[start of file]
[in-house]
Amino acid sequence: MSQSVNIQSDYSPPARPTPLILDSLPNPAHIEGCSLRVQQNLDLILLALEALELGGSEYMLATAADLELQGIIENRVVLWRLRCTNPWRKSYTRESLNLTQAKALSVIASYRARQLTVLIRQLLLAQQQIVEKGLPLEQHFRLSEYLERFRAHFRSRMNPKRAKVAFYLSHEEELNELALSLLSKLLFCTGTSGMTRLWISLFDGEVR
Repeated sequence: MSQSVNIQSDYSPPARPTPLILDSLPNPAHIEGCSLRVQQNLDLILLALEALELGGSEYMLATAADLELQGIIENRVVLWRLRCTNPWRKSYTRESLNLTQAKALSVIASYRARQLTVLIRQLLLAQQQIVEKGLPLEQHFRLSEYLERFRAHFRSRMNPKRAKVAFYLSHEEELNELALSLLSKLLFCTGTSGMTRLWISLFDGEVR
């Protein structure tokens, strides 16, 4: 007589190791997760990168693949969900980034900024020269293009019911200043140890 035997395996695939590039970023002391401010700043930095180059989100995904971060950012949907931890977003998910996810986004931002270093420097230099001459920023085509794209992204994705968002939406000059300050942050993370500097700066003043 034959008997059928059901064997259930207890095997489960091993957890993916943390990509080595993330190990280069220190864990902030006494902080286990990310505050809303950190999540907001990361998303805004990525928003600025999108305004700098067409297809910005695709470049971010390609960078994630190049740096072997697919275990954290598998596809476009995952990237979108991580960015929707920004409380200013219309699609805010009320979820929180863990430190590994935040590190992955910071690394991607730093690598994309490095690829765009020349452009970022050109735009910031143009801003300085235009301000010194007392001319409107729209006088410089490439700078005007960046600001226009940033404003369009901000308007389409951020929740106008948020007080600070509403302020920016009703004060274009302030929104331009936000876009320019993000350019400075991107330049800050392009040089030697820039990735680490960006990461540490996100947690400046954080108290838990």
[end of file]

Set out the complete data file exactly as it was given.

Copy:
[in-house]
Amino acid sequence: MSQSVNIQSDYSPPARPTPLILDSLPNPAHIEGCSLRVQQNLDLILLALEALELGGSEYMLATAADLELQGIIENRVVLWRLRCTNPWRKSYTRESLNLTQAKALSVIASYRARQLTVLIRQLLLAQQQIVEKGLPLEQHFRLSEYLERFRAHFRSRMNPKRAKVAFYLSHEEELNELALSLLSKLLFCTGTSGMTRLWISLFDGEVR
Repeated sequence: MSQSVNIQSDYSPPARPTPLILDSLPNPAHIEGCSLRVQQNLDLILLALEALELGGSEYMLATAADLELQGIIENRVVLWRLRCTNPWRKSYTRESLNLTQAKALSVIASYRARQLTVLIRQLLLAQQQIVEKGLPLEQHFRLSEYLERFRAHFRSRMNPKRAKVAFYLSHEEELNELALSLLSKLLFCTGTSGMTRLWISLFDGEVR
């Protein structure tokens, strides 16, 4: 007589190791997760990168693949969900980034900024020269293009019911200043140890 035997395996695939590039970023002391401010700043930095180059989100995904971060950012949907931890977003998910996810986004931002270093420097230099001459920023085509794209992204994705968002939406000059300050942050993370500097700066003043 034959008997059928059901064997259930207890095997489960091993957890993916943390990509080595993330190990280069220190864990902030006494902080286990990310505050809303950190999540907001990361998303805004990525928003600025999108305004700098067409297809910005695709470049971010390609960078994630190049740096072997697919275990954290598998596809476009995952990237979108991580960015929707920004409380200013219309699609805010009320979820929180863990430190590994935040590190992955910071690394991607730093690598994309490095690829765009020349452009970022050109735009910031143009801003300085235009301000010194007392001319409107729209006088410089490439700078005007960046600001226009940033404003369009901000308007389409951020929740106008948020007080600070509403302020920016009703004060274009302030929104331009936000876009320019993000350019400075991107330049800050392009040089030697820039990735680490960006990461540490996100947690400046954080108290838990």